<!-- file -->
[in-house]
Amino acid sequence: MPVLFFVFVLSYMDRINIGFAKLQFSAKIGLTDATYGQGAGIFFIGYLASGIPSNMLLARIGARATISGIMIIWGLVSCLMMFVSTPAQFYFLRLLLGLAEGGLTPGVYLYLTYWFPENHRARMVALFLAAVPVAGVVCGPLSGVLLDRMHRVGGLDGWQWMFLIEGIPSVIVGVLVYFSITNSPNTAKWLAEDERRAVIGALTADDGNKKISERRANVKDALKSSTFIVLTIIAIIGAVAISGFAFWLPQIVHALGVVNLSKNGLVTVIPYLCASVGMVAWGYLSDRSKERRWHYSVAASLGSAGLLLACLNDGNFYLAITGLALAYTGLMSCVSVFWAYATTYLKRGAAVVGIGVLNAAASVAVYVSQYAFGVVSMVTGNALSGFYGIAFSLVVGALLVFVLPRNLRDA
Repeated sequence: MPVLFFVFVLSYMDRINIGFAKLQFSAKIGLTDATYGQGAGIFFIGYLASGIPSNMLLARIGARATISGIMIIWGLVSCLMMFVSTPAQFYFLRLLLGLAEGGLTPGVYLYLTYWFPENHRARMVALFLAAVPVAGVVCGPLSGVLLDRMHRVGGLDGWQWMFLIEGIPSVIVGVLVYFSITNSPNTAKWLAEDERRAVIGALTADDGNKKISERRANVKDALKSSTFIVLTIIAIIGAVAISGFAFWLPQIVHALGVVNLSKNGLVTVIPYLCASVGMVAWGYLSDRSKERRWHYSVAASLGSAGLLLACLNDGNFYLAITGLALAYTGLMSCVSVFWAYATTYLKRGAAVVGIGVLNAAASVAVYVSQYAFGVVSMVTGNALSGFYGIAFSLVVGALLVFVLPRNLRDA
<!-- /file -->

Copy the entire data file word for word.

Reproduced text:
[in-house]
Amino acid sequence: MPVLFFVFVLSYMDRINIGFAKLQFSAKIGLTDATYGQGAGIFFIGYLASGIPSNMLLARIGARATISGIMIIWGLVSCLMMFVSTPAQFYFLRLLLGLAEGGLTPGVYLYLTYWFPENHRARMVALFLAAVPVAGVVCGPLSGVLLDRMHRVGGLDGWQWMFLIEGIPSVIVGVLVYFSITNSPNTAKWLAEDERRAVIGALTADDGNKKISERRANVKDALKSSTFIVLTIIAIIGAVAISGFAFWLPQIVHALGVVNLSKNGLVTVIPYLCASVGMVAWGYLSDRSKERRWHYSVAASLGSAGLLLACLNDGNFYLAITGLALAYTGLMSCVSVFWAYATTYLKRGAAVVGIGVLNAAASVAVYVSQYAFGVVSMVTGNALSGFYGIAFSLVVGALLVFVLPRNLRDA
Repeated sequence: MPVLFFVFVLSYMDRINIGFAKLQFSAKIGLTDATYGQGAGIFFIGYLASGIPSNMLLARIGARATISGIMIIWGLVSCLMMFVSTPAQFYFLRLLLGLAEGGLTPGVYLYLTYWFPENHRARMVALFLAAVPVAGVVCGPLSGVLLDRMHRVGGLDGWQWMFLIEGIPSVIVGVLVYFSITNSPNTAKWLAEDERRAVIGALTADDGNKKISERRANVKDALKSSTFIVLTIIAIIGAVAISGFAFWLPQIVHALGVVNLSKNGLVTVIPYLCASVGMVAWGYLSDRSKERRWHYSVAASLGSAGLLLACLNDGNFYLAITGLALAYTGLMSCVSVFWAYATTYLKRGAAVVGIGVLNAAASVAVYVSQYAFGVVSMVTGNALSGFYGIAFSLVVGALLVFVLPRNLRDA